Every Friday night we feature a short story, essay, personal narrative, poem, spoken word, or short film for your enjoyment.
Tonight’s poem is from Sherry Rind.
I must look presentable
when the workman gets here to fix the gutters
and not like an escapee
from the attic
although my study is the attic
and I spend most days here
engaged in the same act over and over
and getting the same result.
It’s the hair, mostly.
Having leached electricity
from my brain during the night,
it whirls like Einstein’s halo
but messier. At my age
it is no longer charming.
I wonder what hollow-eyed
really means—effect of starvation
or just a restless night’s
wash of purple.
Theory says a welcoming smile
cures most ills, but I don’t want my grimace to frighten
the poor man who might already be quailing
from the roars of two dogs c
lawing at the windowsills.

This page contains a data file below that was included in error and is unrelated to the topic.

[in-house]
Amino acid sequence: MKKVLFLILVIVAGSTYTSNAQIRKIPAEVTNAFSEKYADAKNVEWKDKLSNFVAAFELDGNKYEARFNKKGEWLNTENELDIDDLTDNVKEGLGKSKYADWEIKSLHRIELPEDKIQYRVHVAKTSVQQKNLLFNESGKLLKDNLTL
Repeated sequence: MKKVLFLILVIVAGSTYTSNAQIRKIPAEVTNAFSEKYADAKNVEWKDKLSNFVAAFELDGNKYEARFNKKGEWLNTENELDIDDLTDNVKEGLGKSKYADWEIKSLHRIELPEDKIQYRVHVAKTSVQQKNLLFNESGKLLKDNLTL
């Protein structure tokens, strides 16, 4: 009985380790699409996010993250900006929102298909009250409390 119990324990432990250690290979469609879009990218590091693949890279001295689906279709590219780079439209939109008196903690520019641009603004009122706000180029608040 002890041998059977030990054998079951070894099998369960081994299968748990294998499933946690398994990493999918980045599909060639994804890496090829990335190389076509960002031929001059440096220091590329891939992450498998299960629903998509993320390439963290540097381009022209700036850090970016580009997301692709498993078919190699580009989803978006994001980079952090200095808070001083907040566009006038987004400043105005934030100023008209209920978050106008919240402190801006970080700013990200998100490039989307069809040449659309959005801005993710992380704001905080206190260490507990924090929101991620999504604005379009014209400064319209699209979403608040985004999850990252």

(Note to self: repaint windowsills.)
Given the house’s age and decrepitude,
you’d think the dogs would be accustomed
to strange trucks pulling up in the driveway
but, no, each represents an outrageous new attack
on sovereign territory
and each generation of dogs teaches
resounding barking to the next.
I am an historian who records
each passing layer of life, theirs and mine.
I’ll just apply the water treatment
to calm my hair
and exchange my bleach-spotted hoodie
for a less careworn
look and pretend I’m more than half
the woman I used to be
when I got different results.
Sherry Rind is the author of four collections of poetry and editor of two books about Airedale terriers. She has received awards from the National Endowment for the Arts, Anhinga Press, Artist Trust, Seattle Arts Commission, and King County Arts Commission.